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taking the pulse Survey finds over half of Swiss dissatisfied with national politics

parliament building in Bern

Parliament building in Bern, the home of Swiss federal politics.

(© Keystone / Anthony Anex)

An annual survey has found that citizens are slightly more satisfied with the country’s political situation than before, though more than half are still not fully content.

Some 38% of the 20,000 respondents to the online Vimentis survey said they were happy with the shape of Swiss politics in 2018; an increase of 2% on the previous year’s figure.

On concrete issues, current political divisions about a future framework agreement with the European Union (EU) are reflected in the citizens: a slight majority of 54% said they were in favour of maintaining bilateral agreements with Brussels.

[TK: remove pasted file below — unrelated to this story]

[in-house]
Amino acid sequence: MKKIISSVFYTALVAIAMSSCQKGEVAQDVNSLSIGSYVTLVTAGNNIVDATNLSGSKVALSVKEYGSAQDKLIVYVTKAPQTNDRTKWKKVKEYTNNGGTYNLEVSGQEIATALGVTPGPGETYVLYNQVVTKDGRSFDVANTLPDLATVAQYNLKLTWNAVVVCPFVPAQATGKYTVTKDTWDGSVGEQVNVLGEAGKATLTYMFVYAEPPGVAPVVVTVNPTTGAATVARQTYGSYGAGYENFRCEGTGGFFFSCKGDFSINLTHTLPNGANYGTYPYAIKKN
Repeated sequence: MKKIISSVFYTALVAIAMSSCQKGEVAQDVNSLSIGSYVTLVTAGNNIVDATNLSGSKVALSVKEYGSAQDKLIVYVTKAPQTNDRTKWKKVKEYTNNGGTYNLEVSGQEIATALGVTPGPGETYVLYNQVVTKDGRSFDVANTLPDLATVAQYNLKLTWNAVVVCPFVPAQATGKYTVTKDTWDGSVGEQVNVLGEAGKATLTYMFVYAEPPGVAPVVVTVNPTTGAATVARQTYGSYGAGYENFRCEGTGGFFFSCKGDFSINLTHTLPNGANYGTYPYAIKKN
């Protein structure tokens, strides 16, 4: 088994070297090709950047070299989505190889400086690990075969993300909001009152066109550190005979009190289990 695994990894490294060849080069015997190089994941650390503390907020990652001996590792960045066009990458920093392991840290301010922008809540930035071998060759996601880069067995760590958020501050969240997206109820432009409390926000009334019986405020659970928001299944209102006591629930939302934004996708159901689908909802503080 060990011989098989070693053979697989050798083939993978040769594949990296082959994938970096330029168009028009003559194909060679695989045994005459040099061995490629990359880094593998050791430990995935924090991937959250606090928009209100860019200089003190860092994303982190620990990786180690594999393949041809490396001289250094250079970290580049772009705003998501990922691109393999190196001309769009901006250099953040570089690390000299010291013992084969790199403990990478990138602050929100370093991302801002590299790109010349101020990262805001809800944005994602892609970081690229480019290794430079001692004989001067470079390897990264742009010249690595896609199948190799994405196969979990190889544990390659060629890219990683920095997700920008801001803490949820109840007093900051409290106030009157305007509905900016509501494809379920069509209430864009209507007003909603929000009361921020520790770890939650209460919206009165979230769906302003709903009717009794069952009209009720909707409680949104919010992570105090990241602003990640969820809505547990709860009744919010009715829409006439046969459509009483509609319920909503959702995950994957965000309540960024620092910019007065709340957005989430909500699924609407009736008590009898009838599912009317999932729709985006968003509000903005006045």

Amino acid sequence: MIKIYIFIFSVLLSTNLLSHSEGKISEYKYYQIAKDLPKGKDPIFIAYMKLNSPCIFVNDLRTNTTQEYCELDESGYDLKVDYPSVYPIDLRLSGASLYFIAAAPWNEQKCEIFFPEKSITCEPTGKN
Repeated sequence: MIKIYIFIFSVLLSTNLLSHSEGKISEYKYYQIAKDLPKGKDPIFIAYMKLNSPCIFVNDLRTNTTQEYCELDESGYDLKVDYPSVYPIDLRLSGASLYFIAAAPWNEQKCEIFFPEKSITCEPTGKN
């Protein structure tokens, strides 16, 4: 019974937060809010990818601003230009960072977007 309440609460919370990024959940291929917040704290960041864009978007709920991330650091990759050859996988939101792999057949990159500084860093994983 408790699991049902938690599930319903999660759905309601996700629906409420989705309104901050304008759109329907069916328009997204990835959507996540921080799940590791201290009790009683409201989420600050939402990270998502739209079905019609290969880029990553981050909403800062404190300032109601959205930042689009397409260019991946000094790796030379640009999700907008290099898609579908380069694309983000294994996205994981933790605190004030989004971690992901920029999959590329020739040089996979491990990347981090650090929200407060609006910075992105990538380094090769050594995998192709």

Almost two-thirds also said they did not want to see any easing of the ‘flanking measures’ that aim to protect salary levels and working conditions in Switzerland; however, 41% also said they would be against any further restrictions on free movement of persons if this would harm bilateral relations with Europe.

The major themes of political concern were found to be asylum policy (13% said significant action would be needed here in 2019), the health system, as well as EU relations.

Unsurprisingly, concerns vary according to age and political leaning. Young respondents were found to be more concerned about climate change and the environment, as were Green Party voters. Conservative right People’s Party voters were more likely to be focused on asylum and immigration.


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